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Want to help the Ukrainian opposition? Allow natural gas exports.
The Russian government has shown itself quite willing to use its natural gas supplies as a political weapon
Though there is some pro-European Union support, breaking away from Russia may prove difficult for the Ukraine.
Though there is some pro-European Union support, breaking away from Russia may prove difficult for the Ukraine. (REUTERS/Alexander Demianchuk)
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fter weeks of effort, a growing protest movement in Ukraine appears to be gaining traction. As with a similar series of demonstrations in 2005, which brought former prime minister Viktor Yushchenko to power, the protest movement is centered on whether the country will look to Russia or to Europe and the West as a model.

Whatever the results of the current demonstrations, breaking free of Russian dominance over the long term may prove a challenge for Ukraine. The country remains dependent on Russian natural gas as an energy source, and the Russian government has shown itself quite willing to use this energy leverage as a political weapon. In fact, Russia recently announced a deal to bolster the current pro-Russian Ukrainian government by providing loans and cheaper natural gas.

Ukrainian President Viktor Yanukovich has signed off on the agreement, which would cut the price of Russian natural gas by 30 percent, but the country's protesters are not backing down. Opposition leader Oleg Taygnibok told The Los Angeles Times that the deal was "the price Moscow paid him for rejecting European integration," and the protests have continued unabated in Kiev.

Meanwhile, the United States is undergoing an unprecedented natural gas boom. Spurred by technological advances that have unlocked vast supplies of shale oil and gas, natural gas prices have fallen over the past five years from a high of over $12 per million British thermal units (BTUs) to $4 per million BTUs. According to the Energy Information Association, production is expected to increase an additional 56 percent by 2040.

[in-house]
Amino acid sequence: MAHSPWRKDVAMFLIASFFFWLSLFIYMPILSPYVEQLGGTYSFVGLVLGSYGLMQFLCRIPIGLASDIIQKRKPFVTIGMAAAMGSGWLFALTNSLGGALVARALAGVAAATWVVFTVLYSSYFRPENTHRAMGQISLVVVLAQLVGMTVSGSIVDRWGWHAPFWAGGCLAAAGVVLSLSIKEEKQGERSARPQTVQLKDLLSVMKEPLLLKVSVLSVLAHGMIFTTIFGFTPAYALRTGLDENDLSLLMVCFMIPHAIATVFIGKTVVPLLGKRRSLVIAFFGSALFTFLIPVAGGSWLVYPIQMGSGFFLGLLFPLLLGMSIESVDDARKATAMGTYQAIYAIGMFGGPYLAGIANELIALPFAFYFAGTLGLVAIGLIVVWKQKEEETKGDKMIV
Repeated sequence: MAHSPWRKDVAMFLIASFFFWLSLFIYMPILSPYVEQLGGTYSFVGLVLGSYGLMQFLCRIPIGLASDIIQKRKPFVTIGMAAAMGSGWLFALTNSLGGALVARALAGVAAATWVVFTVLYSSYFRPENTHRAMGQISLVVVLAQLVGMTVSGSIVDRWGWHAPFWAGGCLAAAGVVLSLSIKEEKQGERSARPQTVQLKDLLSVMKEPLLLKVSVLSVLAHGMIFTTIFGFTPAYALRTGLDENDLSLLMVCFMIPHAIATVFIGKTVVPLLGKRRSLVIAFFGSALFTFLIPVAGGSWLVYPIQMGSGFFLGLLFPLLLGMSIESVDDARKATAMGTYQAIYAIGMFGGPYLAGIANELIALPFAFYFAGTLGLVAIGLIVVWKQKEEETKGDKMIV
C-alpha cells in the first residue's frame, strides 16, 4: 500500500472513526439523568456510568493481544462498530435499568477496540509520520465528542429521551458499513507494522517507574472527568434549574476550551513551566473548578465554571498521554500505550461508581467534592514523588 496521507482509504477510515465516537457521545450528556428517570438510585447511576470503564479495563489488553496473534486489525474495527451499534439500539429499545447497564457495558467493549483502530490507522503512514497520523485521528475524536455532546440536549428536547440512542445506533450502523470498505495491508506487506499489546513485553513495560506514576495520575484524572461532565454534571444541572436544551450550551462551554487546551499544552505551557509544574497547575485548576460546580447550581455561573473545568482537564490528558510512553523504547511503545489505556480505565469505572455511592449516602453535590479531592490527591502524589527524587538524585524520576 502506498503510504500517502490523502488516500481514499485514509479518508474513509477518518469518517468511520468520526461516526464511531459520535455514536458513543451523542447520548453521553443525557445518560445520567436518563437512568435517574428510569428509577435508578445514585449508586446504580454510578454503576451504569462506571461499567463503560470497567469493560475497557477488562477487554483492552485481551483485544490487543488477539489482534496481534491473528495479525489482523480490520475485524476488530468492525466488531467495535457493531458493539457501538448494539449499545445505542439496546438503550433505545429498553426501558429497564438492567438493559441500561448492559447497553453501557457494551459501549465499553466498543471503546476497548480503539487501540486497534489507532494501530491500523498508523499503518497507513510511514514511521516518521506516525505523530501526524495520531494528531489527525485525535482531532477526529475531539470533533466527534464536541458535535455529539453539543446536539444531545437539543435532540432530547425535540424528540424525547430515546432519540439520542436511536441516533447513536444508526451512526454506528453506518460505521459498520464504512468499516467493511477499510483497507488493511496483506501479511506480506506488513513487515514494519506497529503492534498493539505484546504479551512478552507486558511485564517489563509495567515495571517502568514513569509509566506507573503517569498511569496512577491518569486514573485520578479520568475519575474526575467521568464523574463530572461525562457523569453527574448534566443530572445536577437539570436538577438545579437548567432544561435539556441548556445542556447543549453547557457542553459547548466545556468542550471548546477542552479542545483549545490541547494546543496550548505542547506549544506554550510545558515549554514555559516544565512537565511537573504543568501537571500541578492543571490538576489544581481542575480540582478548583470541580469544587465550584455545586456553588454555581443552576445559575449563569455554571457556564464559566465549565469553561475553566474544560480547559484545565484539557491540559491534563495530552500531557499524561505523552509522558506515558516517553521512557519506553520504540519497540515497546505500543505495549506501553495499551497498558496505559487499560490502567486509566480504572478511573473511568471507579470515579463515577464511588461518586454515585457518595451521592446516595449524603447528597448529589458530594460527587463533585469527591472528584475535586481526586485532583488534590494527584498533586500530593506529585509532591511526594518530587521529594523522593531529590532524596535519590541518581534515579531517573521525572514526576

Yet while prices have fallen in America, they remain high in Europe and Japan. Part of the reason for this disparity is a Bush administration-era regulation restricting the ability of companies to export natural gas. Under Executive Order (EO) 13337, companies wishing to build "facilities for the exportation or importation of petroleum, petroleum products, coal, or other fuels to or from a foreign country" must receive approval from the Department of Energy. Exceptions are made for countries that have a specific free trade agreement with the U.S.

This year the Obama Administration granted approval to four export facilities for liquefied natural gas. And Secretary of Energy Ernest Moniz recently suggested that a related ban on oil exports should be repealed. Nearly 20 projects, however, are still awaiting DOE approval.

Allowing more exportation of natural gas would be a boon for the U.S. economy. A recent report by the American Council for Capital Formation found that approval of pending export facilities would increase U.S. GDP by between $15.6 billion and $73.6 billion and create as many as 452,300 jobs by 2035. And by undercutting Russia's natural gas based market power, more gas exports would further America's national security interests as well.

Josiah Neeley
Josiah Neeley is a Policy Analyst for the Armstrong Center for Energy and the Environment at the Texas Public Policy Foundation.

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